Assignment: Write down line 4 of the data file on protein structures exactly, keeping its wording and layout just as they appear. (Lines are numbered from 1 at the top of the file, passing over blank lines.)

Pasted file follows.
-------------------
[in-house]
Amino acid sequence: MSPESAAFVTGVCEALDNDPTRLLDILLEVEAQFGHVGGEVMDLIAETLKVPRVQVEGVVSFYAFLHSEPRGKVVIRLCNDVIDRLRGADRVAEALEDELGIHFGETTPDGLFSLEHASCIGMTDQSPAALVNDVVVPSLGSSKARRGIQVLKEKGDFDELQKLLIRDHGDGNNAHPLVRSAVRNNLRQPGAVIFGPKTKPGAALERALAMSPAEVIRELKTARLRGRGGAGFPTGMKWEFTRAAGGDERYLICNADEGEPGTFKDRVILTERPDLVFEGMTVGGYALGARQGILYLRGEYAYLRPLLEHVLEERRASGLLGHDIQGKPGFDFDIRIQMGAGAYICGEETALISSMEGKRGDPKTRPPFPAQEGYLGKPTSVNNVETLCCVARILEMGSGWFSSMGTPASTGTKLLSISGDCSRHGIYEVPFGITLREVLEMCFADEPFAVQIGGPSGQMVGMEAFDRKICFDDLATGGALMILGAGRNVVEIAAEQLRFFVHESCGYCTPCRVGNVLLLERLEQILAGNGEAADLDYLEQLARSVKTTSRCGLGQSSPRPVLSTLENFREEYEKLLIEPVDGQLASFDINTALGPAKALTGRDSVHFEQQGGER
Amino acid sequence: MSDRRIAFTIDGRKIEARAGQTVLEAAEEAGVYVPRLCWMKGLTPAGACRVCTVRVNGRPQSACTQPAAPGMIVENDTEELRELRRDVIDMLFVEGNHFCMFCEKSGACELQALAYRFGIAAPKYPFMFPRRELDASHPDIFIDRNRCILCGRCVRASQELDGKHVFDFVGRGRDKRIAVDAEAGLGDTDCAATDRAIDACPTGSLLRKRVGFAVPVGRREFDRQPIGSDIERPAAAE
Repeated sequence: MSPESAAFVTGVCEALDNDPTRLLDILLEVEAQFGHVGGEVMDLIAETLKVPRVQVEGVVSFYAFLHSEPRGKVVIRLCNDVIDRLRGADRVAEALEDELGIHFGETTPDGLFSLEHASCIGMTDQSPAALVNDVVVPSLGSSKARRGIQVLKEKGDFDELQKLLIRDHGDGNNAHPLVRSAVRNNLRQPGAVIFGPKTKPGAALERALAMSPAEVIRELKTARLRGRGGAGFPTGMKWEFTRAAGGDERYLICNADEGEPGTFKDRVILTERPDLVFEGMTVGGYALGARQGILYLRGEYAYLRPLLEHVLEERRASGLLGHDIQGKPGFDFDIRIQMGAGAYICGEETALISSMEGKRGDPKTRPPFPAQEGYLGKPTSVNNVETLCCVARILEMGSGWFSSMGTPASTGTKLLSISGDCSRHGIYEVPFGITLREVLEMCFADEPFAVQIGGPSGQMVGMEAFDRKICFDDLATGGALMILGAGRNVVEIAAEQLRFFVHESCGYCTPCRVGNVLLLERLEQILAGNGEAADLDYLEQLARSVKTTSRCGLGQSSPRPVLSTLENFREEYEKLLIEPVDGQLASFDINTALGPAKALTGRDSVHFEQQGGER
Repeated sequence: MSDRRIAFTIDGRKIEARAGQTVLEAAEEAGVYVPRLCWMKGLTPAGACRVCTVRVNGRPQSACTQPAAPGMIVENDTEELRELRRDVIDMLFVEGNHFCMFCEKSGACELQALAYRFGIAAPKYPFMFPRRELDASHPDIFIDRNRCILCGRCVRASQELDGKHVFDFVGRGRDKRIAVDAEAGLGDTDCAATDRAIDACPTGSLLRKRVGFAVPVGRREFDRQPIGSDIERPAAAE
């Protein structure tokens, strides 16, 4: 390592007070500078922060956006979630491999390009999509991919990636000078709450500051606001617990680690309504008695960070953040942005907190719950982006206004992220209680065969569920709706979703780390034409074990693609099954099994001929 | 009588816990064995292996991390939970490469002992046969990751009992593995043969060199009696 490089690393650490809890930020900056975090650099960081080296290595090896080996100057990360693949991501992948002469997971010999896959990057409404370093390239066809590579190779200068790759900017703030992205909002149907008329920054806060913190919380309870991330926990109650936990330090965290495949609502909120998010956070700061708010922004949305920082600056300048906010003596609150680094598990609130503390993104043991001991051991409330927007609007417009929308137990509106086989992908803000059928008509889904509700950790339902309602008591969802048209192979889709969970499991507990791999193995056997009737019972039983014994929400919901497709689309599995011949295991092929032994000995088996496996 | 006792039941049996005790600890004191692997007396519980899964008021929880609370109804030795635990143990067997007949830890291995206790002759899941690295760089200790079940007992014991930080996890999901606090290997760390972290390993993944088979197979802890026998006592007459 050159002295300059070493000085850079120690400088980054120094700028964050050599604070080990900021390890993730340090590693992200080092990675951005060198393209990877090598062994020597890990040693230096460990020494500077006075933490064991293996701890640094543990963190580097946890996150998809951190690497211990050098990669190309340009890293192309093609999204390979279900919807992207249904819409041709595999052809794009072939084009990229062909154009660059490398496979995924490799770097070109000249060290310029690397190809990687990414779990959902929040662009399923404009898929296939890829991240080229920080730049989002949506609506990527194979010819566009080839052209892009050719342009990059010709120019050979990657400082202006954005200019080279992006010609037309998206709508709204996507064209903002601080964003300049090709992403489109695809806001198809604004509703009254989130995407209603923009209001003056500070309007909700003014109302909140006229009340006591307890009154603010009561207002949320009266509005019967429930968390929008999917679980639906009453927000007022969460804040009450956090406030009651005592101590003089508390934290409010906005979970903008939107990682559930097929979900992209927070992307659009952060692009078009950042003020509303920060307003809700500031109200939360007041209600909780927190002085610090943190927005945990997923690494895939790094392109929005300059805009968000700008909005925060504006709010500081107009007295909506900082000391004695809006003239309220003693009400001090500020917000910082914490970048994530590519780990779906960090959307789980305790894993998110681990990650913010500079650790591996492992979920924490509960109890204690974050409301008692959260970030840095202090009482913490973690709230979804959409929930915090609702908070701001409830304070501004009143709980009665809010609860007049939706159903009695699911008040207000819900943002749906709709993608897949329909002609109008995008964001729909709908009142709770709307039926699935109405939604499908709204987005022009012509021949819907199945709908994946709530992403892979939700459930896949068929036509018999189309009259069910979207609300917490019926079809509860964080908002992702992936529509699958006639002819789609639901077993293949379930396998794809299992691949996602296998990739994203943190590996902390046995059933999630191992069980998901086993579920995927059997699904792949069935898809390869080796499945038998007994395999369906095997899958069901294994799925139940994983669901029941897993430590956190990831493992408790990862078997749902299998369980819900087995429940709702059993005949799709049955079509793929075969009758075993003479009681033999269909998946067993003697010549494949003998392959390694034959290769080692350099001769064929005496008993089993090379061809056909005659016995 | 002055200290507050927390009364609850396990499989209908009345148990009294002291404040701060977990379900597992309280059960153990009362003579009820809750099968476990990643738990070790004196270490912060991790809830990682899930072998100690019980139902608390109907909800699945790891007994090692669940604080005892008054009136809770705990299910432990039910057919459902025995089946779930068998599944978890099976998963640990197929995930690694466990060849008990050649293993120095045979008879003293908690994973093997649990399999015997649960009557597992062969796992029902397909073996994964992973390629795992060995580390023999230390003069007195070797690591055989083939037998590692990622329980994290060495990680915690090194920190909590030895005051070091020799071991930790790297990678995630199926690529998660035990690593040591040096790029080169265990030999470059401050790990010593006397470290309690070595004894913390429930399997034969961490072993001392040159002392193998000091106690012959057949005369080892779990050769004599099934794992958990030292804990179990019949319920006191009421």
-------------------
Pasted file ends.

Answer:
Repeated sequence: MSPESAAFVTGVCEALDNDPTRLLDILLEVEAQFGHVGGEVMDLIAETLKVPRVQVEGVVSFYAFLHSEPRGKVVIRLCNDVIDRLRGADRVAEALEDELGIHFGETTPDGLFSLEHASCIGMTDQSPAALVNDVVVPSLGSSKARRGIQVLKEKGDFDELQKLLIRDHGDGNNAHPLVRSAVRNNLRQPGAVIFGPKTKPGAALERALAMSPAEVIRELKTARLRGRGGAGFPTGMKWEFTRAAGGDERYLICNADEGEPGTFKDRVILTERPDLVFEGMTVGGYALGARQGILYLRGEYAYLRPLLEHVLEERRASGLLGHDIQGKPGFDFDIRIQMGAGAYICGEETALISSMEGKRGDPKTRPPFPAQEGYLGKPTSVNNVETLCCVARILEMGSGWFSSMGTPASTGTKLLSISGDCSRHGIYEVPFGITLREVLEMCFADEPFAVQIGGPSGQMVGMEAFDRKICFDDLATGGALMILGAGRNVVEIAAEQLRFFVHESCGYCTPCRVGNVLLLERLEQILAGNGEAADLDYLEQLARSVKTTSRCGLGQSSPRPVLSTLENFREEYEKLLIEPVDGQLASFDINTALGPAKALTGRDSVHFEQQGGER